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by Lebeaupin Brossier, C., Drobinski, P., Béranger, K., Bastin, S. and Orain, F.
Abstract:
In this study, we examine the possible role of 3D oceanic circulation in "connecting" a strong mistral windstorm in the northwestern Mediterranean with a heavy precipitating event in southern France in November 1999. These two events are both governed by intense air–sea exchanges and are only separated by a week. From an atmospheric point of view, these two events may be considered as fully uncorrelated and independent.However, using the MORCE regional coupled system with WRF atmospheric model and NEMO-MED12 ocean model, we show that the oceanic cyclonic circulation is a key feature, which can trap strong modifications of the ocean mixed layer over few days. In our specific situation, the mistral (5-9 November 1999) induces a rapid mixed-layer cooling. This cold anomaly is trapped in the cyclonic gyre in the Gulf of Lions and maintained over a week. This directly affects the following heavy precipitating event (12-13 November 1999) with less energy supplied where the cold anomaly is maintained and larger evaporation near the coast. This modulates the rainfall amounts over land, with an increase in the eastern part and a decrease in the western part compared to an uncoupled simulation. These simulations highlight the key role of the general ocean circulation, and especially of the dynamic of the cyclonic gyre in the Gulf of Lions on the ocean memory in the area. The ocean maintains the temperature anomaly over typical periods of a few days, which thus enables some indirect links between two weather systems in which air-sea interactions are significant. Copyright © 2012 Royal Meteorological Society
Reference:
Lebeaupin Brossier, C., Drobinski, P., Béranger, K., Bastin, S. and Orain, F., 2013: Ocean memory effect on the dynamics of coastal heavy precipitation preceded by a mistral event in the northwestern MediterraneanQuarterly Journal of the Royal Meteorological Society, 139, 1583-1597.
Bibtex Entry:
@Article{LebeaupinBrossier2013,
  Title                    = {Ocean memory effect on the dynamics of coastal heavy precipitation preceded by a mistral event in the northwestern Mediterranean},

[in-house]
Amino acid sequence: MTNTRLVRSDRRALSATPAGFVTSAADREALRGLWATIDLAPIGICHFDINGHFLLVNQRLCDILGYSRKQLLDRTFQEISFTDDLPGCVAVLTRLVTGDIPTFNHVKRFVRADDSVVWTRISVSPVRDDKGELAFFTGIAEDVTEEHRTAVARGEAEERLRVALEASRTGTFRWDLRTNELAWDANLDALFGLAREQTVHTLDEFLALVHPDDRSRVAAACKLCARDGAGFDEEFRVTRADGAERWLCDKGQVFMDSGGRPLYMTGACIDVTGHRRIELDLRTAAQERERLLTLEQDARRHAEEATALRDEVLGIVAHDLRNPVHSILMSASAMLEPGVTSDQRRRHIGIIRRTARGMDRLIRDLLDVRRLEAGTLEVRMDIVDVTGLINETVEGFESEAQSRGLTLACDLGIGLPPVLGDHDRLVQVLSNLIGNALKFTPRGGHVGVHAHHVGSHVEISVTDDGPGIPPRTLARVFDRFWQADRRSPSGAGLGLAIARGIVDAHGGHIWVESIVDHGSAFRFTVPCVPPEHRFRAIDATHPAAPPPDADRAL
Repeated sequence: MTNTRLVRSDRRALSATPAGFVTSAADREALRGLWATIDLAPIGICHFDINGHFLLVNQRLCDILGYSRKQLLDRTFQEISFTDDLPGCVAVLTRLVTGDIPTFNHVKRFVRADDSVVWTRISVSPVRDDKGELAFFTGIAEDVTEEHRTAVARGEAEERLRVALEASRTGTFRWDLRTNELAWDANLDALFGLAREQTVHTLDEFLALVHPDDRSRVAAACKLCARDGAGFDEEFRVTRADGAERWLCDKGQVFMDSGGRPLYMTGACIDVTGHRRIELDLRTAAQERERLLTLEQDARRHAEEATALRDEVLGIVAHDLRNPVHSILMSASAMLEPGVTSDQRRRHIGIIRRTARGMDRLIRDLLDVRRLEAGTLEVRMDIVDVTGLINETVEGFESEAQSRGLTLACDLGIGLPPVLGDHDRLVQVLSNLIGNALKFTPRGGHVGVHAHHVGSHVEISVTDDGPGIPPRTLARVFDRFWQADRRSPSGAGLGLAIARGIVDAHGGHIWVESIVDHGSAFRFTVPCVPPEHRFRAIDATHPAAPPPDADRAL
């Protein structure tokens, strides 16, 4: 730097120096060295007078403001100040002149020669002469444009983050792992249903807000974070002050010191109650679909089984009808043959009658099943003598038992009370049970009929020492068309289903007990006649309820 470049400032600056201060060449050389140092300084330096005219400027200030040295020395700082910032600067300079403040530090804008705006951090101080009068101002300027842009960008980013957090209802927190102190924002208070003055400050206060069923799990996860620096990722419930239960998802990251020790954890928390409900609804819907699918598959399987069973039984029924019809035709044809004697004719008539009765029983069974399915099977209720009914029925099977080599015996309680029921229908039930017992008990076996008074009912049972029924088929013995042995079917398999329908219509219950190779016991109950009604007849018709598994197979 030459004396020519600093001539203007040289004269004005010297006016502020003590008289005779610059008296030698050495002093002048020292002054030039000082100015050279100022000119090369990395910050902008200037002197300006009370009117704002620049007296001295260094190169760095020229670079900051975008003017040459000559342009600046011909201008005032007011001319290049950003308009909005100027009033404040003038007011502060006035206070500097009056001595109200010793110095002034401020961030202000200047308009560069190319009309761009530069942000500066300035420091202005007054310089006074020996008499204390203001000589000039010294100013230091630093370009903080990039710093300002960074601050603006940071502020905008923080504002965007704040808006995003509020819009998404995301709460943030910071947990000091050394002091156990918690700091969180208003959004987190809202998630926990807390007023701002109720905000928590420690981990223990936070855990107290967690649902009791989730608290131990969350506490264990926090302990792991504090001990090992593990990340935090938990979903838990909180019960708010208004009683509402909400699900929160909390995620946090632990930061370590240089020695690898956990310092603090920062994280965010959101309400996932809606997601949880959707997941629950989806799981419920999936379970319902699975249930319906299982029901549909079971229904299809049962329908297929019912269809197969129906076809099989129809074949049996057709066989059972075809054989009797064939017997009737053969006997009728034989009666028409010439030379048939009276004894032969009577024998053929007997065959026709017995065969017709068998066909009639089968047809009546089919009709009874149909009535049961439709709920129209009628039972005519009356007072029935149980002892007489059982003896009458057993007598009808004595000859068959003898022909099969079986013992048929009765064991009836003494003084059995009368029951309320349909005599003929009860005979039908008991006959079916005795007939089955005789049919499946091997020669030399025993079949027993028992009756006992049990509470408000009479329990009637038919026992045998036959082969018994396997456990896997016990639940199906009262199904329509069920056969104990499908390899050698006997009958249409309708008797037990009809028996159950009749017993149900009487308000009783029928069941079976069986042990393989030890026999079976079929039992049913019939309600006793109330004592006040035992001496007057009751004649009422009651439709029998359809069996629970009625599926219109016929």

Author                   = {Lebeaupin Brossier, C. and Drobinski, P. and Béranger, K. and Bastin, S. and Orain, F.},
  Journal                  = {Quarterly Journal of the Royal Meteorological Society},
  Year                     = {2013},
  Pages                    = {1583-1597},
  Volume                   = {139},

  Abstract                 = {In this study, we examine the possible role of 3D oceanic circulation in "connecting" a strong mistral windstorm in the northwestern Mediterranean with a heavy precipitating event in southern France in November 1999. These two events are both governed by intense air–sea exchanges and are only separated by a week. From an atmospheric point of view, these two events may be considered as fully uncorrelated and independent.However, using the MORCE regional coupled system with WRF atmospheric model and NEMO-MED12 ocean model, we show that the oceanic cyclonic circulation is a key feature, which can trap strong modifications of the ocean mixed layer over few days. In our specific situation, the mistral (5-9 November 1999) induces a rapid mixed-layer cooling. This cold anomaly is trapped in the cyclonic gyre in the Gulf of Lions and maintained over a week. This directly affects the following heavy precipitating event (12-13 November 1999) with less energy supplied where the cold anomaly is maintained and larger evaporation near the coast. This modulates the rainfall amounts over land, with an increase in the eastern part and a decrease in the western part compared to an uncoupled simulation. These simulations highlight the key role of the general ocean circulation, and especially of the dynamic of the cyclonic gyre in the Gulf of Lions on the ocean memory in the area. The ocean maintains the temperature anomaly over typical periods of a few days, which thus enables some indirect links between two weather systems in which air-sea interactions are significant. Copyright © 2012 Royal Meteorological Society},
  Copublication            = {5: 5 Fr},
  Doi                      = {10.1002/qj.2049},
  ISSN                     = {1477-870X},
  Keywords                 = {CORDEX, heavy precipitation, HyMeX, Mediterranean Sea, mesoscale processes, mistral, ocean-atmosphere coupling},
  Owner                    = {hymexw},
  Publisher                = {John Wiley \& Sons, Ltd.},
  Timestamp                = {2015.07.15},
  Url                      = {http://dx.doi.org/10.1002/qj.2049}
}